We use the Mars Weather Research and Forecasting (MarsWRF) general circulation model to simulate the atmospheric structure corresponding to the landing location and time of the Mars Exploration Rovers (MER) Spirit (A) and Opportunity (B) in 2004. The multiscale capability of MarsWRF facilitates high-resolution nested model runs centered near the landing site of each of the rovers. Dust opacity distributions based on measurements by Thermal Emission Spectrometer (TES) aboard the Mars Global Surveyor spacecraft, and those from an old version of the Mars Climate Database (MCD v3.1 released in 2001) are used to study the sensitivity of the model temperature profile to variations in the dust prescription. The reconstructed entry, descent, and landing (EDL) data from the rover missions are used for comparisons. We show that the model using dust opacity from TES limb and nadir data for the year of MER EDL, Mars Year 26 (MY26), yields temperature profiles in closer agreement with the reconstructed data than the prelaunch EDL simulations and models using other dust opacity specifications. The temperature at 100 Pa from the model (MY26) and the reconstruction are within 5°K. These results highlight the role of vertical dust opacity distribution in determining the atmospheric thermal structure. Similar studies involving data from past missions and models will be useful in understanding the extent to which atmospheric variability is captured by the models and in developing realistic preflight characterization required for future lander missions to Mars.

  5. Mars nightside electrons over strong crustal fields

    NASA Astrophysics Data System (ADS)

    Shane, Alexander D.; Xu, Shaosui; Liemohn, Michael W.; Mitchell, David L.

    2016-04-01

    We investigated 7 years worth of data from the electron reflectometer and magnetometer aboard Mars Global Surveyor to quantify the deposition of photoelectron and solar wind electron populations on the nightside of Mars, over the strong crustal field region located in the southern hemisphere. Just under 600,000 observations, each including energy and pitch angle distributions, were examined. For solar zenith angles (SZA) less than 110°, photoelectrons have the highest occurrence rate; beyond that, plasma voids occur most often. In addition, for SZA >110°, energy deposition of electrons mainly occurs on vertical field lines with median pitch angle averaged energy flux values on the order of 107-108 eV cm-2 s-1. The fraction of downward flux that is deposited at a given location was typically low (16% or smaller), implying that the majority of precipitated electrons are magnetically reflected or scattered back out. The average energy of the deposited electrons is found to be 20-30 eV, comparable to typical energies of photoelectrons and unaccelerated solar wind electrons. Median electron flux values, from near-vertical magnetic field lines past solar zenith angle of 110°, calculated in this study produced a total electron content of 4.2 × 1014 m-2 and a corresponding peak density of 4.2 × 103 cm-3.

  6. Robots Aboard International Space Station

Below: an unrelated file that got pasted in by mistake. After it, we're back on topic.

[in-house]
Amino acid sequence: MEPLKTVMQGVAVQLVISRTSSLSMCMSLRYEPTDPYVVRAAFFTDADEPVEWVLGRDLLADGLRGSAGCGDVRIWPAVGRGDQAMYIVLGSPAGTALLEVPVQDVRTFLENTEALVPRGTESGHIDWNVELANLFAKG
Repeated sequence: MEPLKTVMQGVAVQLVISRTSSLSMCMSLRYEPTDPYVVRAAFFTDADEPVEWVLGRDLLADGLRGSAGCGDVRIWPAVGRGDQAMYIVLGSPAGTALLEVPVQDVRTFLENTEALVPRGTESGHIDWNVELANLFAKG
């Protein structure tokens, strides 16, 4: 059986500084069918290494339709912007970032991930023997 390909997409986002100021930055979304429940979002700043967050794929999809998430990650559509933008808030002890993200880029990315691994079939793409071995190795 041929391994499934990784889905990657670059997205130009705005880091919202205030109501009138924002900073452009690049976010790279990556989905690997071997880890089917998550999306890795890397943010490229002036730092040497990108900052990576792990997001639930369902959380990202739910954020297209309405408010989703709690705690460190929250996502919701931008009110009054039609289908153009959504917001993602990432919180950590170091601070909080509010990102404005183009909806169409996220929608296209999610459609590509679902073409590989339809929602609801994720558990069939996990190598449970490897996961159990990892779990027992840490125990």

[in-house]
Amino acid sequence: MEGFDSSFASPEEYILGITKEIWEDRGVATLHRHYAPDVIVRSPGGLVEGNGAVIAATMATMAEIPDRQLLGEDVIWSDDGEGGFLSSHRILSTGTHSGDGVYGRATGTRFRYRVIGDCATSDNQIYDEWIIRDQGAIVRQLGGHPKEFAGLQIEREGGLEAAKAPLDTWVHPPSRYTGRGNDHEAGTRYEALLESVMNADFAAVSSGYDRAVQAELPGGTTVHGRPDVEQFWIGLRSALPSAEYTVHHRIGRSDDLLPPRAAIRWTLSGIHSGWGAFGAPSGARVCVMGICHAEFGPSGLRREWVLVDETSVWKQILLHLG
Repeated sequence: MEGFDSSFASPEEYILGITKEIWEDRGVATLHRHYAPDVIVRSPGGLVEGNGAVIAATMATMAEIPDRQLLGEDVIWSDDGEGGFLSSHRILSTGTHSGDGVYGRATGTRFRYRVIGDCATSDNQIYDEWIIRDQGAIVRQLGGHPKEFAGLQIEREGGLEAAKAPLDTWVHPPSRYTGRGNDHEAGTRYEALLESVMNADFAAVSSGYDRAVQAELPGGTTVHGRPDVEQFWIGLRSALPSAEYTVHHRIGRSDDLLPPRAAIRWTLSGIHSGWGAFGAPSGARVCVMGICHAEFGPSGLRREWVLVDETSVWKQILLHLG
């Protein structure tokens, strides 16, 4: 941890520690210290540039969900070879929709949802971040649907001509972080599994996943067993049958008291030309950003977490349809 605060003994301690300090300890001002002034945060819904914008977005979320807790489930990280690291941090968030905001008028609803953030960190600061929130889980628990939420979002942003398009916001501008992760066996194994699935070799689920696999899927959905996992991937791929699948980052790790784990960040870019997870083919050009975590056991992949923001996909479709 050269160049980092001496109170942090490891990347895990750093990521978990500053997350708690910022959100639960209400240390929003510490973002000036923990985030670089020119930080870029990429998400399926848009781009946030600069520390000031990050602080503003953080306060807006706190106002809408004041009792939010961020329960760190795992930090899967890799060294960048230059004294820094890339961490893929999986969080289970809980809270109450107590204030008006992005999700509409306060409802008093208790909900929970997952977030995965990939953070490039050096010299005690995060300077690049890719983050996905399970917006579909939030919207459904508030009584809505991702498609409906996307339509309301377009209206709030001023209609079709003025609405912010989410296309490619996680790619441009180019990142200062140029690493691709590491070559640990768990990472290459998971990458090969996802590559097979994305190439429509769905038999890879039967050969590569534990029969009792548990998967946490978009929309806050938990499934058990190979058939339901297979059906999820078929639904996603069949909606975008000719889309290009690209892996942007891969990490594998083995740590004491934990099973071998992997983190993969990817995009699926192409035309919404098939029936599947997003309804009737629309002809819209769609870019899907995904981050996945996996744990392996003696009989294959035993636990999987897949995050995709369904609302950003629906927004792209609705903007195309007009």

NASA Video Gallery

    Ames Research Center, MIT and Johnson Space Center have two new robotics projects aboard the International Space Station (ISS). Robonaut 2, a two-armed humanoid robot with astronaut-like dexterity,...

  7. Occupational accidents aboard merchant ships

    PubMed Central

    Hansen, H; Nielsen, D; Frydenberg, M

    2002-01-01

    Objectives: To investigate the frequency, circumstances, and causes of occupational accidents aboard merchant ships in international trade, and to identify risk factors for the occurrence of occupational accidents as well as dangerous working situations where possible preventive measures may be initiated. Methods: The study is a historical follow up on occupational accidents among crew aboard Danish merchant ships in the period 1993–7. Data were extracted from the Danish Maritime Authority and insurance data. Exact data on time at risk were available. Results: A total of 1993 accidents were identified during a total of 31 140 years at sea. Among these, 209 accidents resulted in permanent disability of 5% or more, and 27 were fatal. The mean risk of having an occupational accident was 6.4/100 years at sea and the risk of an accident causing a permanent disability of 5% or more was 0.67/100 years aboard. Relative risks for notified accidents and accidents causing permanent disability of 5% or more were calculated in a multivariate analysis including ship type, occupation, age, time on board, change of ship since last employment period, and nationality. Foreigners had a considerably lower recorded rate of accidents than Danish citizens. Age was a major risk factor for accidents causing permanent disability. Change of ship and the first period aboard a particular ship were identified as risk factors. Walking from one place to another aboard the ship caused serious accidents. The most serious accidents happened on deck. Conclusions: It was possible to clearly identify work situations and specific risk factors for accidents aboard merchant ships. Most accidents happened while performing daily routine duties. Preventive measures should focus on workplace instructions for all important functions aboard and also on the prevention of accidents caused by walking around aboard the ship. PMID:11850550